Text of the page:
By Peter McCallum

I was thinking the other day about the silly terminology we all use in our jobs to set us apart and make us feel special. I think of this as verbal marketecture. In case you aren’t familiar with that term, marketecture is when marketing creates something that looks technical but really may not apply in real life. Just go to a VMworld or any other technical show for a few years in a row. What you will see is the exact same technology, with a few minor additions or improvements, but with an entirely new marketecture layer applied. In some cases, it’s an entirely new word that sounds cool and techy. We all nod sagely and add it to our personal lexicon of words that make us the envy of hipster brunches.

What I love the most about marketecture is when it stumps all of us. Or when we all have a different take on the word and are fighting in a global market to establish the dominance of a term. Take the term “Software-Defined-X” as a perfect example. I think it means, take the hardware out of the picture, and how does the software define your business? Or it could mean, define the hardware through your software. Or it could mean, define your IT with our software. Could mean anything. And in the end, it means absolutely nothing new. It’s just a cool term to help sales people win a date for lunch.

One term I hear more jokes about, and even more discontent, is The Cloud . One thing clear about the cloud is that it’s somewhere else. It’s also run by someone else. Oh, and you rent your use of it. What if I just stick MY stuff somewhere else and rent space and connectivity and power? We used to call that colocation , right? We still do, but if you add services onto that rental agreement, or rent more than just rack and power, it’ll probably be called managed hosting . So what, then, is Hybrid cloud?

This is a fun one, so buckle up. Hybrid cloud is when you mix cloud with your on-premises stuff. Woah. Mind blown. Here’s why this concept is so important right now. Unless your preferred cloud hoster uses some platform you already have, there is a very high chance YOUR stuff won’t easily slide between the cloud and your home datacenter. So the marketecture is making a big deal of technology that once could only speak with itself (silo) and now can replicate to AWS or Azure, for example.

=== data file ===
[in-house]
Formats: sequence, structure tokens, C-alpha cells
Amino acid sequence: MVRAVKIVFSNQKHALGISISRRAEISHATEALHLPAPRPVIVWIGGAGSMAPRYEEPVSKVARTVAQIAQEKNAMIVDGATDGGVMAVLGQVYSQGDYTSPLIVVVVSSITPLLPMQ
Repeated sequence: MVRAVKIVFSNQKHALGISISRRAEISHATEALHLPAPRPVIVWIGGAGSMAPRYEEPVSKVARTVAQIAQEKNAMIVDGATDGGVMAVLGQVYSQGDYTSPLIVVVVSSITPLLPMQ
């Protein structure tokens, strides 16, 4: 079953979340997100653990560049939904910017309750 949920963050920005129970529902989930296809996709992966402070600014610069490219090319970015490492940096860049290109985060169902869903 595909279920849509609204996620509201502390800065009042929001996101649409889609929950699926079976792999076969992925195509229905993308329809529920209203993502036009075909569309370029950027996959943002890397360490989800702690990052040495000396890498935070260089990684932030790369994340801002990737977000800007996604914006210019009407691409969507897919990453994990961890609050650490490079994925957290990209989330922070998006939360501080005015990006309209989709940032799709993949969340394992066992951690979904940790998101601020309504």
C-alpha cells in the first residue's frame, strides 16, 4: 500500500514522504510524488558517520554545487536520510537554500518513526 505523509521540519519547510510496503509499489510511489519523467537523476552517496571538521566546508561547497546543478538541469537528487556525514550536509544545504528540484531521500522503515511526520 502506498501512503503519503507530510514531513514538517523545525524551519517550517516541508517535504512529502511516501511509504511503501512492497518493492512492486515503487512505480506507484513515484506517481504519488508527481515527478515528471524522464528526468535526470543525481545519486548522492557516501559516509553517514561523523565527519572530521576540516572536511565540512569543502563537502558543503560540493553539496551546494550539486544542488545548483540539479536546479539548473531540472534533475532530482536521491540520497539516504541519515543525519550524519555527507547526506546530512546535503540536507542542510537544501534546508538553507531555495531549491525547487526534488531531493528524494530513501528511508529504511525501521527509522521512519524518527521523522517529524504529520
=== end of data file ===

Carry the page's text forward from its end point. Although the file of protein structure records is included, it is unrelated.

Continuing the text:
Have you noticed yet, that your EMC storage features only really work with EMC stuff? There are exceptions, sure, but from an operational/cost perspective, it’s pretty much a single-vendor strategy. HP now owns technology up and down the stack, which is good, considering none of their stuff speaks to any other platform. Insert the names Dell, Tintri, NetApp, IBM… WAIT! Before I get sued for libel, slander, or flat-out ignorance, EVERY hardware vendor out there fits this mold. That hybrid marketecture assumes that YES! We can communicate with the cloud, as long as the cloud is using some part of our technology stack. Or, it assumes that since they bought a technology that links with AWS or Azure for backups, that they can actually move your stuff in and out of the cloud. The problem is that if I am selling you hardware, the LAST thing I want you to do is use the cloud. So I give you a crappy ticket to sit in the last row of the airplane, surrounded by teething babies, for your flight to the cloud.

So if my normal hardware vendor is trying, but can’t really do this, it seems I need to find a software product that defines a path to the cloud to integrate my on-premises datacenter to the cloud vendor(s) of my choice and back it with consistent operational practices across any HW or compute platform. While the marketers sharpen their pencils, I’ll help you out: this falls under a new header called “Hybrid Integration” products. We used to call these cloud management platforms, but then how could I sell them into YOUR datacenter, when they are clearly meant for the cloud, which is “somewhere else?” marketecture fail! Hey! That’s cool, and that’s me! I used to be Software-Defined Storage, but now I’m a Hybrid Integration Platform!! (Because I’m so much more than storage!) Heh! See how this works? VMware touts the Software-Defined Datacenter model, but they missed the cloud component. The cloud is a datacenter somewhere, but it is defined by my software? Ha! Words are great.

A client told me the other day that he “already has enterprise agreements with HP, EMC, and NetAPP, so why would I waste your time?” I laugh and say, “because none of their products can solve the problem you have, can they? Otherwise, why would you be talking to me?” What was that problem? Platform migrations, consolidation of resources, people, and datacenters. Cloud initiatives. Enterprise Transformation!! Oh Gartner: Fill my lexicon with garbage and make me SPEND!!! Amen.